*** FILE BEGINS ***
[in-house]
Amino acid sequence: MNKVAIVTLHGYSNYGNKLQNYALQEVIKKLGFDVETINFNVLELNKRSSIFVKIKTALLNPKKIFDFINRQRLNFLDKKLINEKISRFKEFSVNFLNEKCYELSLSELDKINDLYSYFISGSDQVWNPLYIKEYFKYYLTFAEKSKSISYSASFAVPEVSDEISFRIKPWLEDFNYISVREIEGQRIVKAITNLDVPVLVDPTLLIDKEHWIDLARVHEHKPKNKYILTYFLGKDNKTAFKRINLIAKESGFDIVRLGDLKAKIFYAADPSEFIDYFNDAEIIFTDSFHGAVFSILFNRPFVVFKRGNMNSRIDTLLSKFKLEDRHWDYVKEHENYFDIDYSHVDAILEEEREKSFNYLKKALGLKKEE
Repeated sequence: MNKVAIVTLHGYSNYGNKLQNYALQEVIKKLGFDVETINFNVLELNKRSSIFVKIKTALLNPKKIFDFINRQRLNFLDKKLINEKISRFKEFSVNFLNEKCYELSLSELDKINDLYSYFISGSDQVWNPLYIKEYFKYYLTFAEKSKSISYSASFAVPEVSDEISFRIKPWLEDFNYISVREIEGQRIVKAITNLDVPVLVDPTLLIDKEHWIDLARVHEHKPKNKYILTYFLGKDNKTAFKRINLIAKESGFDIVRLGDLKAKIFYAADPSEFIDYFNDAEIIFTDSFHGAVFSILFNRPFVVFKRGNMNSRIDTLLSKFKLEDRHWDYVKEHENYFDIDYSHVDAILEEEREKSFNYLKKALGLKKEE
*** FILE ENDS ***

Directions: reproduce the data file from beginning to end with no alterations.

[in-house]
Amino acid sequence: MNKVAIVTLHGYSNYGNKLQNYALQEVIKKLGFDVETINFNVLELNKRSSIFVKIKTALLNPKKIFDFINRQRLNFLDKKLINEKISRFKEFSVNFLNEKCYELSLSELDKINDLYSYFISGSDQVWNPLYIKEYFKYYLTFAEKSKSISYSASFAVPEVSDEISFRIKPWLEDFNYISVREIEGQRIVKAITNLDVPVLVDPTLLIDKEHWIDLARVHEHKPKNKYILTYFLGKDNKTAFKRINLIAKESGFDIVRLGDLKAKIFYAADPSEFIDYFNDAEIIFTDSFHGAVFSILFNRPFVVFKRGNMNSRIDTLLSKFKLEDRHWDYVKEHENYFDIDYSHVDAILEEEREKSFNYLKKALGLKKEE
Repeated sequence: MNKVAIVTLHGYSNYGNKLQNYALQEVIKKLGFDVETINFNVLELNKRSSIFVKIKTALLNPKKIFDFINRQRLNFLDKKLINEKISRFKEFSVNFLNEKCYELSLSELDKINDLYSYFISGSDQVWNPLYIKEYFKYYLTFAEKSKSISYSASFAVPEVSDEISFRIKPWLEDFNYISVREIEGQRIVKAITNLDVPVLVDPTLLIDKEHWIDLARVHEHKPKNKYILTYFLGKDNKTAFKRINLIAKESGFDIVRLGDLKAKIFYAADPSEFIDYFNDAEIIFTDSFHGAVFSILFNRPFVVFKRGNMNSRIDTLLSKFKLEDRHWDYVKEHENYFDIDYSHVDAILEEEREKSFNYLKKALGLKKEE